Home Roland Rocchiccioli It is yet another case of bureaucracy gone made.

It is yet another case of bureaucracy gone made.


When I read the following, opening statement, I could not believe my eyes! ‘Victorian police officers have called for new pants after reporting their current uniforms are splitting at the crotch when they are trying to arrest people.’ I thought: This has to be some kind of silly joke! Regrettably, it wasn’t. It is yet another case of bureaucracy gone made.

Sometimes I think the lunatics are in charge of the asylum, and it is only going to get worse! How could this come to pass? The Police Association Victoria secretary, Wayne Gatt, said members had reported poor-quality and ill-fitting pants: “The material used in manufacturing the pants is particularly unpopular with members, who have advised that the material does not breathe, and that the pants cause excessive sweating, particularly in summer,” he said.

Mr Gatt said some officers had complained the excessive sweating had caused them medical problems. He said the trousers limited police movements when they were trying to make arrests.

He went on to say: “Our members tell us that the cut of the pants limit their movement when they are required to execute some of the defensive techniques they are trained to perform, and are particularly limiting when they are required to complete routine policing tasks, such as jumping fences.

Many have reported that the pants split at the crotch easily, and are particularly prone to do so when executing a common arrest technique.”Mr Gatt said he hoped the officers’ concerns were addressed as soon as possible.

Victoria Police said it was aware of problems with police-issued trousers in “a small number of cases” and in response the crotch seam had been strengthened: “The Victoria Police-issued uniform has undergone significant testing to ensure that it keeps employees safe,” a police spokeswoman said.”Therefore, all police are required to wear the full uniform unless they have obtained a specific exemption.” That sounds to me like a red herring.

We are not talking about whether or not they should be wearing the uniform, but whether or not it serves its purpose.

Clearly, it does not.

I wonder what is meant by “in a small number of cases”? It is too easy to talk in the abstract; to offer an explanation which is vague at best, and ambiguous at worst. What is the exact figure? If it be so insignificant, surely you would give the number to negate the argument of complainant? Any other reaction is dubious.

Victoria Police said there had not been any recent changes to the design of the pants, but a trial to update the women’s uniform size range was planned: “The comfort and safety of our employees is paramount and we are working closely with The Police Association Victoria to ensure this is not compromised.” After 50-years of working in the theatre, I think I know a little about the making of costumes and uniforms.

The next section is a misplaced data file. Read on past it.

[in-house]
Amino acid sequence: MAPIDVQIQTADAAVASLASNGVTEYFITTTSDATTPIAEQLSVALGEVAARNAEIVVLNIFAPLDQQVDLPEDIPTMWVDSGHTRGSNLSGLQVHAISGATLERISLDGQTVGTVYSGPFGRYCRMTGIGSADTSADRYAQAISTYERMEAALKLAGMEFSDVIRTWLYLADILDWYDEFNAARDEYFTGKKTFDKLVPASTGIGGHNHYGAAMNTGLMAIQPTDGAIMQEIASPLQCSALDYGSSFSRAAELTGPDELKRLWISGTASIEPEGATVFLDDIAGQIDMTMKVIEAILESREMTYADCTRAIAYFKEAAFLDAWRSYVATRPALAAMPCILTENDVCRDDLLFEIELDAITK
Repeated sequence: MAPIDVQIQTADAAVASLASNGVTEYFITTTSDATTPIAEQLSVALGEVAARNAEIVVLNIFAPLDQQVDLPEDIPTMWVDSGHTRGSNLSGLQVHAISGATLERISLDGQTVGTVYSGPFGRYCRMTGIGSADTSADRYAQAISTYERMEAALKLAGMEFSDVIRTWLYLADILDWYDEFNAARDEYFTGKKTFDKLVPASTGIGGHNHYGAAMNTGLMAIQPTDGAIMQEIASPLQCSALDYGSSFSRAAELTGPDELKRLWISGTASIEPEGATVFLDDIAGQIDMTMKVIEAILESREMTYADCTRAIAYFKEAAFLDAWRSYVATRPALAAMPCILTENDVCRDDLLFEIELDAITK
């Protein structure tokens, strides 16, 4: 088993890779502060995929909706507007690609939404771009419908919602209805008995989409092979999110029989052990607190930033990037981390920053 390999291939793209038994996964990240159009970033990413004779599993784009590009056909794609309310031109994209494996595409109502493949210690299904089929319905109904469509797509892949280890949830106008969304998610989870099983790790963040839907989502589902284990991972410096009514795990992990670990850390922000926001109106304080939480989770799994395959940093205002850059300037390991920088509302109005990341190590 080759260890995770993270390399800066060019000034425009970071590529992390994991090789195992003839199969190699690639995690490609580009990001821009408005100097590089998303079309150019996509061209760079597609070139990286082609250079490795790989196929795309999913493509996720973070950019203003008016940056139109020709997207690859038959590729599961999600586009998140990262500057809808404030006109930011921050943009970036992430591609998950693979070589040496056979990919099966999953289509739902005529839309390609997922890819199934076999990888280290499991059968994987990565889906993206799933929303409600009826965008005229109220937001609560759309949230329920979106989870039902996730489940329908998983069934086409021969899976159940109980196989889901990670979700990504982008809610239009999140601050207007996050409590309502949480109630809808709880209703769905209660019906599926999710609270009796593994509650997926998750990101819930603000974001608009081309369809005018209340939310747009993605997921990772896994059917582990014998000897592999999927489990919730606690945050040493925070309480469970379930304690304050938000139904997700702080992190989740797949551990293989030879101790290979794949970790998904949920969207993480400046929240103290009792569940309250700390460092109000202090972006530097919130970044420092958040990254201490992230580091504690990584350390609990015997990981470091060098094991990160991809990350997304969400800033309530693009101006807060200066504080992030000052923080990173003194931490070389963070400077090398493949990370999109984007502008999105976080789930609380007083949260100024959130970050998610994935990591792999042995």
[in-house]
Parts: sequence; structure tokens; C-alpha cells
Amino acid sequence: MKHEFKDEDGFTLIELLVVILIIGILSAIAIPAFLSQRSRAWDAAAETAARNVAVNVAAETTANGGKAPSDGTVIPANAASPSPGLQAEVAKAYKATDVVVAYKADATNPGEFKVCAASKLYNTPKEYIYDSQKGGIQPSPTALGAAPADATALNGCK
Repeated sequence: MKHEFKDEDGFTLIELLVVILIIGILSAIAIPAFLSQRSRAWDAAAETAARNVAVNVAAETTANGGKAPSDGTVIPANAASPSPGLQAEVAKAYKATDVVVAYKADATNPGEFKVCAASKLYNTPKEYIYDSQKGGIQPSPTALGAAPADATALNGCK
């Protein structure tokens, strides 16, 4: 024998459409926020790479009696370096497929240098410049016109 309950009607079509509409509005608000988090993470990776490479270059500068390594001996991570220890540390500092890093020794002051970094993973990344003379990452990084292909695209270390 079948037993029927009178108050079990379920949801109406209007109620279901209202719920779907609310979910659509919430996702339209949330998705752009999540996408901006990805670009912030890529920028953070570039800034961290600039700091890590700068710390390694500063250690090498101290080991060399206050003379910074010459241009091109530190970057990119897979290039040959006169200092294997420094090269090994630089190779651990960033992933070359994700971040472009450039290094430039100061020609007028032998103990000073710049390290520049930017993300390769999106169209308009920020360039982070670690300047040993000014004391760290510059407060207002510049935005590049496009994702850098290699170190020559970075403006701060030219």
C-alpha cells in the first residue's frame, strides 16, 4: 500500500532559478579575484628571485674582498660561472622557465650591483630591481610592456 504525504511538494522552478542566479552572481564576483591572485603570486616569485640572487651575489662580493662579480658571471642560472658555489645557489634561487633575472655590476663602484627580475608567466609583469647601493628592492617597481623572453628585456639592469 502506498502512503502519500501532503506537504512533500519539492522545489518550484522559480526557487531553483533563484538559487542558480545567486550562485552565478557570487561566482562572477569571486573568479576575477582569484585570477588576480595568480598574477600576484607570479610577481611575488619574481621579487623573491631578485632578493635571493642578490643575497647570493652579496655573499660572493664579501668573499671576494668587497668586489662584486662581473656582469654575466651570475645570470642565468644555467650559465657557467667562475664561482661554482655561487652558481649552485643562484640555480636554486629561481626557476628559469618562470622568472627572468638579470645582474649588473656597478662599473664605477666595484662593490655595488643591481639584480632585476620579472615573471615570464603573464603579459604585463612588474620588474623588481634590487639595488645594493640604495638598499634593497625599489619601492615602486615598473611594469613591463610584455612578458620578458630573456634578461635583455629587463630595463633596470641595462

It is the role of the stage manager and stage director to work with designer, and to be certain the designs will work for the actor, satisfy the needs of the character, and the play.

Also, the finished articles have to survive the rigours of being worn for eight-performances a week, and sometimes for longruns of the production.

Occasionally it is quite complicated and difficult to achieve the required result. If I had a wardrobe master/mistress who made such a blunder with a costume, they would be out of a job.

I am flabbergasted that, in a land which almost has more sheep than people, the uniforms are not made from merino wool. It is the best in the world.

It breathes; it is fireproof; it wears well; is cool in the summer and warm in the winter; it is tough; and is kind to the skin.

The longer one lives, the more I am convinced the world is being overrun by incompetents; nincompoops who should be held accountable for their ludicrous decisions.nThat we are even talking about this problem is incomprehensible.

I am curious to know who made the decision on the unsuitable fabric being used, currently. There is one glaring problem to my solution. We no longer have woollen mills in this country.

We are so busy importing we have forgotten how to manufacture.

Every year the Italians come to Australia to buy-up the annual supply of superfine merino wool.

They take it away; spin it into the most glorious bolts of fabric, then sell it back to us at a huge profit.

Whatever happened to the lucky country? Roland can be heard each MONDAY morning on 3BA at 10.30.

Contact: rolandroc@bigpond.com